Some previous studies have found that low carbohydrate diets like Atkins work better than a traditional low-fat diet. But the new research found that the key to losing weight boiled down to a basic rule — calories in, calories out.
“The hidden secret is it doesn’t matter if you focus on low-fat or low-carb,” said Dr. Elizabeth Nabel, director of the National Heart, Lung and Blood Institute, which funded the research.
Limiting the calories you consume and burning off more calories with exercise is key, she said.
The study, which appears in Thursday’s New England Journal of Medicine, was led by Harvard School of Public Health and Pennington Biomedical Research Center in Louisiana.
Researchers randomly assigned 811 overweight adults to one of four diets, each of which contained different levels of fat, protein and carbohydrates.
Though the diets were twists on commercial plans, the study did not directly compare popular diets. The four diets contained healthy fats, were high in whole grains, fruits and vegetables and were low in cholesterol.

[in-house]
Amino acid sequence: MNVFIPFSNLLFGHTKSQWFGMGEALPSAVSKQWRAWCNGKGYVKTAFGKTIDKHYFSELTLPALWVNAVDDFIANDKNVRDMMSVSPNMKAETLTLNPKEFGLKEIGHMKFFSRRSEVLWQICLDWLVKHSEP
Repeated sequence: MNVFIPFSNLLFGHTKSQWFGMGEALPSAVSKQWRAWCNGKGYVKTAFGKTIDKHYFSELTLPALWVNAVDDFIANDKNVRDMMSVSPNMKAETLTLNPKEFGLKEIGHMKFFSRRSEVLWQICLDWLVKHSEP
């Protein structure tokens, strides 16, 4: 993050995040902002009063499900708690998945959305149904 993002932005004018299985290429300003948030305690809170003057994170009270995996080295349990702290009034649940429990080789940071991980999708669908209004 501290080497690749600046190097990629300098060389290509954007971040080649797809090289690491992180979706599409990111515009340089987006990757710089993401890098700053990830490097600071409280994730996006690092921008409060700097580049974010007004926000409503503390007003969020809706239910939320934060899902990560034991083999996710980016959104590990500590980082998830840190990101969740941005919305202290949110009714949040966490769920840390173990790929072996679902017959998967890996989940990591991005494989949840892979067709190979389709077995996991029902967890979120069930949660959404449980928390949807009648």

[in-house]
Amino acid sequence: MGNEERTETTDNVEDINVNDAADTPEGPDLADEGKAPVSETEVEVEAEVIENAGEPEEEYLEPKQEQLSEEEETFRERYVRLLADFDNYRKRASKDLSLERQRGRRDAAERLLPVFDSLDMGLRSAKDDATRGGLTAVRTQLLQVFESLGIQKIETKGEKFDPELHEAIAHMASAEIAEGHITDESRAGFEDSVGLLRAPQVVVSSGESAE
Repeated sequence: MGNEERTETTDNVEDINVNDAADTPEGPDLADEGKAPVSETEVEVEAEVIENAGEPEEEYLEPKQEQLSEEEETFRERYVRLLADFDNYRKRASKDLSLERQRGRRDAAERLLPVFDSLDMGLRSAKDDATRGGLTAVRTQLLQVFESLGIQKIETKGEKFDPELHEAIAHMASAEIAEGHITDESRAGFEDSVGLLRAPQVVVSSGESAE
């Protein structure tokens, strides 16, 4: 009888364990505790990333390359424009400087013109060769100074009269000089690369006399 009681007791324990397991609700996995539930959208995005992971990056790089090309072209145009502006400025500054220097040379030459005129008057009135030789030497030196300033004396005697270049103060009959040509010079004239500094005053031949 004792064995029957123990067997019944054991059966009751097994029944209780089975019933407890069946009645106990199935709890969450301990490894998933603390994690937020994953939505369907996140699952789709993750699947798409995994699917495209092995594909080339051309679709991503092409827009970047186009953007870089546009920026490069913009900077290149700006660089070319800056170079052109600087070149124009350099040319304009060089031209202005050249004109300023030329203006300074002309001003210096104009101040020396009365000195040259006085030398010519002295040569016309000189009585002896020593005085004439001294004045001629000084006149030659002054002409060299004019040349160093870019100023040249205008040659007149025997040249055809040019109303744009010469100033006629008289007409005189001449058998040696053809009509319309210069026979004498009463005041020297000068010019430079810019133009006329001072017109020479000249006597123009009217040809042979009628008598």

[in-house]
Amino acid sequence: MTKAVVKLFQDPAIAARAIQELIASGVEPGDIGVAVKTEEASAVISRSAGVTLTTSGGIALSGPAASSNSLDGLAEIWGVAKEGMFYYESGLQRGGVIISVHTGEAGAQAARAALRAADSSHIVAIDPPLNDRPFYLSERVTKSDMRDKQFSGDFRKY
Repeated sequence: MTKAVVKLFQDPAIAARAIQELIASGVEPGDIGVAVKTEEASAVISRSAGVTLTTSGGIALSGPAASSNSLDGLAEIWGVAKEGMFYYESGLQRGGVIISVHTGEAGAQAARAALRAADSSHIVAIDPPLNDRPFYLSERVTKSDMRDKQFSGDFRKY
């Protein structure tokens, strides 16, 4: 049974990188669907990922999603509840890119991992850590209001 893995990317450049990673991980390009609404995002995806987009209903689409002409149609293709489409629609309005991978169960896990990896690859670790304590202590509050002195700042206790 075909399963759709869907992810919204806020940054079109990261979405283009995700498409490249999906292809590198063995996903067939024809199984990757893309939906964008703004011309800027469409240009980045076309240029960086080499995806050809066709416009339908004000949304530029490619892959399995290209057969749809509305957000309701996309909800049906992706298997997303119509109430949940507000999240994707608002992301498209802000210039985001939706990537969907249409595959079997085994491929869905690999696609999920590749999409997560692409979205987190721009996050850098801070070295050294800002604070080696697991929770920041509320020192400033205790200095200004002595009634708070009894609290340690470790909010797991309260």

Nearly two-thirds of the participants were women. Each dieter was encouraged to slash 750 calories a day from their diet, exercise 90 minutes a week, keep an online food diary and meet regularly with diet counselors to chart their progress.
There was no winner among the different diets; reduction in weight and waist size were similar in all groups.
People lost 13 pounds on average at six months, but all groups saw their weight creep back up after a year. At two years, the average weight loss was about 9 pounds while waistlines shrank an average of 2 inches. Only 15 percent of dieters achieved a weight-loss reduction of 10 percent or more of their starting weight.
Dieters who got regular counseling saw better results. Those who attended most meetings shed more pounds than those who did not — 22 pounds compared with the average 9 pound loss.